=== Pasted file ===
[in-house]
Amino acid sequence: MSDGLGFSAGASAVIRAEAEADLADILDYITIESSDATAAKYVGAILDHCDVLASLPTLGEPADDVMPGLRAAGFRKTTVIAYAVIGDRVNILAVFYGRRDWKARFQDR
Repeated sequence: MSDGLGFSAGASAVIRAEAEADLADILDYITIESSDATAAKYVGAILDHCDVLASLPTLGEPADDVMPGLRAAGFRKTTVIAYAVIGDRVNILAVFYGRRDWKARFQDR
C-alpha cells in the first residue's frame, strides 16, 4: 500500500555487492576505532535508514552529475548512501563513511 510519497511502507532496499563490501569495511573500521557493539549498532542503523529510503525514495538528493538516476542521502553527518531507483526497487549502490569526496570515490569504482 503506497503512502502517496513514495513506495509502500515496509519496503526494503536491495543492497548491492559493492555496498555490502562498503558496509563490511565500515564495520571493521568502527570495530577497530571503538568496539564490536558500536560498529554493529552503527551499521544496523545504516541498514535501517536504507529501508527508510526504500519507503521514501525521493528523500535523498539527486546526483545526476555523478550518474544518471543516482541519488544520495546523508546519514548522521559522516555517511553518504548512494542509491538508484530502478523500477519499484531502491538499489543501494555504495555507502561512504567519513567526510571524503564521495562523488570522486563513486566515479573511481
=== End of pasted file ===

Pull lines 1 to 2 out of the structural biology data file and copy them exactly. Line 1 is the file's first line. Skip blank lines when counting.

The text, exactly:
[in-house]
Amino acid sequence: MSDGLGFSAGASAVIRAEAEADLADILDYITIESSDATAAKYVGAILDHCDVLASLPTLGEPADDVMPGLRAAGFRKTTVIAYAVIGDRVNILAVFYGRRDWKARFQDR